What is Glaucoma?
Glaucoma is a disease of the optic nerve. It causes a characteristic loss of nerve tissue manifested by loss of the nerve cells or axons going into the optic nerve. There are many different types of glaucoma. Two of the most common are primary open angle glaucoma and angle closure glaucoma. Glaucoma is not a lifestyle disease and thus it is not caused by diet or lack of exercise like so many other illnesses. While we always recommend a healthy lifestyle, the cause of glaucoma is largely due to genetics, family history, and simple aging. Over 100 genes have now been found to cause glaucoma and it is important to realize sometimes these genes can show up even without a family history. Glaucoma continues to be one of the leading cause of blindness worldwide.
Types of Glaucoma:
- Chronic or primary open-angle glaucoma
- Acute closed-angle glaucoma
- Congenital glaucoma
- Pigmentary glaucoma
- Secondary glaucoma
What are the symptoms of Glaucoma?
Early glaucoma has no symptoms. This can be a problem because even though you have no symptoms, the damage to your eye is being done. Often glaucoma is caused by high eye pressure but there are cases in which the eye pressure is normal. This is called low pressure or normotensive glaucoma.
How is Glaucoma diagnosed?
Routine eye exams are important to check for glaucoma and detect it in its earliest stages. A dilated exam and check of eye pressure is done as well a variety of other scheduled tests such as optic nerve function, imaging tests, and peripheral vision exams. Glaucoma treatment is most effective in preventing further deterioration of the nerve in the early stages.
Why are there so many tests necessary for Glaucoma?
Glaucoma treatment begins with a diagnosis, but Glaucoma is not easy to diagnose in its earliest stages and detecting progressing disease can be tricky. Each test uses different methods to measure optic nerve function. Imaging tests called retinal nerve fiber tests or Optical Coherence Tomography (OCT) tests measure the thickness of the optic nerve fibers. Visual field tests (VF) measure the sensitivity of light seen in the peripheral vision which is one key finding in all glaucoma especially as it advances. A new technique now available at the Eye and Lasik Center is called VEP or ERG testing. These tests measure the electrical signals from the optic nerve or retina and can detect subtle abnormalities in function. A study from Bascom Palmer Eye Institute in Florida found this new test can detect glaucoma 8 years earlier than our traditional ODT and VF tests. All tests can have a false positives and false negatives and variability. The only way to know if a patient is truly getting worse is to do these tests multiple times. With this information your doctor can develop a “rate of progression” and be able to know how aggressively to conduct glaucoma treatment. This allows your doctor to personalize your care to your particular needs.
How is Glaucoma treated?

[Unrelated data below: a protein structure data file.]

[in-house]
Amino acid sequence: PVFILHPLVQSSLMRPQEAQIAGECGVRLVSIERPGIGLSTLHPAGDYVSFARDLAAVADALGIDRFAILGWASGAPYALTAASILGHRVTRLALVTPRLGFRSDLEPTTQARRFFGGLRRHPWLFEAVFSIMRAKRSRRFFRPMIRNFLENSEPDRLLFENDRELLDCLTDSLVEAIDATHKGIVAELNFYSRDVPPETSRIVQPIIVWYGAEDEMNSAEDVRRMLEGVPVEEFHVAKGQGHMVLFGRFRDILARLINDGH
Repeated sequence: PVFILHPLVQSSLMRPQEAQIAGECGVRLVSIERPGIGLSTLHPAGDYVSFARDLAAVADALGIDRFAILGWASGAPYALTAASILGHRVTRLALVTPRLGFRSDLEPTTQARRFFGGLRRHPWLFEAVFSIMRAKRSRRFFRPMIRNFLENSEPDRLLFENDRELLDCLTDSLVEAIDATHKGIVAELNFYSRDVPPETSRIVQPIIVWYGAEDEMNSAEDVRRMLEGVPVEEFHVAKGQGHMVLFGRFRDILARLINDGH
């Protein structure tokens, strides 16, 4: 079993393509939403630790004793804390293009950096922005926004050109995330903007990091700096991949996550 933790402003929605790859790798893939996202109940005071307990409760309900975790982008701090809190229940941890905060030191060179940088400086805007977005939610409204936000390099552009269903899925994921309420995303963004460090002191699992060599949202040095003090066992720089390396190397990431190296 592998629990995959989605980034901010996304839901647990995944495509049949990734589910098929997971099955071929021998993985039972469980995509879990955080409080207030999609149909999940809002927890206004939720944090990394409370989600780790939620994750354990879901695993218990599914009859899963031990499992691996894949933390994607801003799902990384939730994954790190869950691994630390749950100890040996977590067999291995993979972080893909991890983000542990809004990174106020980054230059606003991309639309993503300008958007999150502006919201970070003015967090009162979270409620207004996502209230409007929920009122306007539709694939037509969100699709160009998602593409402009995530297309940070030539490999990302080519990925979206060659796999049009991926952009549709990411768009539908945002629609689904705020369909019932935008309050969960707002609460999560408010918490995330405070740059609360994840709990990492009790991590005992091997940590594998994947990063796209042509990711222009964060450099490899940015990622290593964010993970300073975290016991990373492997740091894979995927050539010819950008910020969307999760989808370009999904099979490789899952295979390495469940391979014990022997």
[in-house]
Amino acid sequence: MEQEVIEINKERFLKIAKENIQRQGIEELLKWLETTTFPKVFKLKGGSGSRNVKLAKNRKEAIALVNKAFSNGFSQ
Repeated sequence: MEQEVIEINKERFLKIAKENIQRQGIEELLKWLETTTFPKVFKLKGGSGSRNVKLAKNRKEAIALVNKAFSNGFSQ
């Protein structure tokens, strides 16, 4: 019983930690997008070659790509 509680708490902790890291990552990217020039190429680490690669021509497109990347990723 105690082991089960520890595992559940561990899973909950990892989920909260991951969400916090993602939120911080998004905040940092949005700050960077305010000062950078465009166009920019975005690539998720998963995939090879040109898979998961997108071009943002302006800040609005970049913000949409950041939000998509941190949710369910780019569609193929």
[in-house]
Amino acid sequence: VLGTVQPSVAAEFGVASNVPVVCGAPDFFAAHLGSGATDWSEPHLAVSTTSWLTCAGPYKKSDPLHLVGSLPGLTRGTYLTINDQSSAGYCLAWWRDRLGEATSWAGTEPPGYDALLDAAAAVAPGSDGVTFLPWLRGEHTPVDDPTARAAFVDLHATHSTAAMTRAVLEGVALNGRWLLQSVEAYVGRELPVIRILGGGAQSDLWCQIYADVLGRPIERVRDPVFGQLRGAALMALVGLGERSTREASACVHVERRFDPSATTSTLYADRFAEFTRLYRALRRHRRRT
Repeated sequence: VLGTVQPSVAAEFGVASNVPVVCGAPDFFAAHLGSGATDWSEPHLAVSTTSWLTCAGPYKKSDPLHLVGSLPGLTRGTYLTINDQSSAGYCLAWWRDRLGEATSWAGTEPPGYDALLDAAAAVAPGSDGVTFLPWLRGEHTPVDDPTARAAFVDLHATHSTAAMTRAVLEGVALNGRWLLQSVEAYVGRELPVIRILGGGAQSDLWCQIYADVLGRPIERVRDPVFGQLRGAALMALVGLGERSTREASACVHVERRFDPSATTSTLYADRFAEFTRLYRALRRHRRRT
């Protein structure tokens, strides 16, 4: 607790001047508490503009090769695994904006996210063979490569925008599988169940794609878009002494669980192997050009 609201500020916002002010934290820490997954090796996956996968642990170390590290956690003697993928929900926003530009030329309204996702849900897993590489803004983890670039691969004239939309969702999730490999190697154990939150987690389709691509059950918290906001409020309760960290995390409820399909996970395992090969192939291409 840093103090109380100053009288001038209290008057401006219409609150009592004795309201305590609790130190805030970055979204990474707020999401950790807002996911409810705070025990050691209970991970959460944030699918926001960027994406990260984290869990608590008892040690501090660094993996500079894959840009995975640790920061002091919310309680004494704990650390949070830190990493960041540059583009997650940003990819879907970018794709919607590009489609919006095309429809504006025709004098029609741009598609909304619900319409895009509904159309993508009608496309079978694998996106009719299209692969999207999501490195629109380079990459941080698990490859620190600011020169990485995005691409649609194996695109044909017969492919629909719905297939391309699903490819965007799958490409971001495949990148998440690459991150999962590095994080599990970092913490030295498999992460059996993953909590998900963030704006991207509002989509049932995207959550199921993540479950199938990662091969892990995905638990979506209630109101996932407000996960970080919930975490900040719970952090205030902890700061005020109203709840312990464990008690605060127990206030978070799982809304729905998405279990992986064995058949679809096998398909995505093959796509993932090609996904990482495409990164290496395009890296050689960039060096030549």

Glaucoma treatment consists off three methods including medications, laser, or surgery. The treatment is based on the type of glaucoma and the severity. For mild “open angle” glaucoma, a once a day drop may be all that is necessary. For “closed narrow angle” sometimes called acute glaucoma, a laser procedure is often done called a laser iridotomy. This creates a small hole in the iris and allows for fluid to easily pass through the eye into the drainage canals and prevents the iris from blocking fluid in this time of glaucoma. Another type of laser glaucoma treatment is called Selective Laser Trabeculoplasty (SLT) which is for “open angle” glaucoma allows better fluid drainage from the eye. SLT has a good safety record and can also be used in place of drops as a good alternative. Surgery for glaucoma Trabeculctomy and Tube Shunt procedure typically involves making a new drain. It is only done for more serious types of glaucoma when vision is threatened. Some newer techniques of glaucoma treatment such as istents and ciliary ablative procedures are currently being developed at Eye and Lasik Center and maybe available shortly. It is important to know that all medications, lasers, and surgeries have unique benefits and risks. A discussion with your doctor will help determine which glaucoma treatment is best for you.
Can I go blind from Glaucoma?
Glaucoma is still the second leading cause of preventable blindness in the USA despite all our treatments. The main reasons for this is the fact that the disease has no symptoms in the beginning of the disease, problems adhering to medications that may have side effects, and compliance with difficult treatment regiments. Uncommonly the disease itself is difficult to treat due to its unique genetics. It is important to know there is great variability in glaucoma and that it is not really one disease but a disease of a thousand different cause and each must be treated uniquely to you. The good news is that with today’s early diagnosis, better diagnostic instruments, better medications, improved surgeries, and good follow up care, the vast majority of patients will avoid any serious vision loss. Glaucoma is clearly an illness that needs careful medical care to optimize good results.
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If you are in need of glaucoma treatment contact one of our Massachusetts locations. Call (800) 676-5050 to schedule a consultation today!